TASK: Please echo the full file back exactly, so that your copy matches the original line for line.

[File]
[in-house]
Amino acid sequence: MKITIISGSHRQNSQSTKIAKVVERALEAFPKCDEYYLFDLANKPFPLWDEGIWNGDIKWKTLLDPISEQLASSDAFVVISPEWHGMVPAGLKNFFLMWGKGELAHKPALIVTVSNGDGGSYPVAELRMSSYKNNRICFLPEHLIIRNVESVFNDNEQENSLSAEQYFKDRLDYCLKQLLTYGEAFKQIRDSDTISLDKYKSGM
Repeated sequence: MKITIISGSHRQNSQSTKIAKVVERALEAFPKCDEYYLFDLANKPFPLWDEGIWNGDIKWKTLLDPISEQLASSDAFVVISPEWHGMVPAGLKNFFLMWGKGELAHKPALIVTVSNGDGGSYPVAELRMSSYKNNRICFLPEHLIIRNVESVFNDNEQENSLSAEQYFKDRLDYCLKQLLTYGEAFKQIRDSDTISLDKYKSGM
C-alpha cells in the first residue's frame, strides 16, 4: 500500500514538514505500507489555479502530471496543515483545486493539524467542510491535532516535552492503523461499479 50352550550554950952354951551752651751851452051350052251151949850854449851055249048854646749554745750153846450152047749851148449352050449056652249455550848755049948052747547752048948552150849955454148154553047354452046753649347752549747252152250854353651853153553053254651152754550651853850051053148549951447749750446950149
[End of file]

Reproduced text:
[in-house]
Amino acid sequence: MKITIISGSHRQNSQSTKIAKVVERALEAFPKCDEYYLFDLANKPFPLWDEGIWNGDIKWKTLLDPISEQLASSDAFVVISPEWHGMVPAGLKNFFLMWGKGELAHKPALIVTVSNGDGGSYPVAELRMSSYKNNRICFLPEHLIIRNVESVFNDNEQENSLSAEQYFKDRLDYCLKQLLTYGEAFKQIRDSDTISLDKYKSGM
Repeated sequence: MKITIISGSHRQNSQSTKIAKVVERALEAFPKCDEYYLFDLANKPFPLWDEGIWNGDIKWKTLLDPISEQLASSDAFVVISPEWHGMVPAGLKNFFLMWGKGELAHKPALIVTVSNGDGGSYPVAELRMSSYKNNRICFLPEHLIIRNVESVFNDNEQENSLSAEQYFKDRLDYCLKQLLTYGEAFKQIRDSDTISLDKYKSGM
C-alpha cells in the first residue's frame, strides 16, 4: 500500500514538514505500507489555479502530471496543515483545486493539524467542510491535532516535552492503523461499479 50352550550554950952354951551752651751851452051350052251151949850854449851055249048854646749554745750153846450152047749851148449352050449056652249455550848755049948052747547752048948552150849955454148154553047354452046753649347752549747252152250854353651853153553053254651152754550651853850051053148549951447749750446950149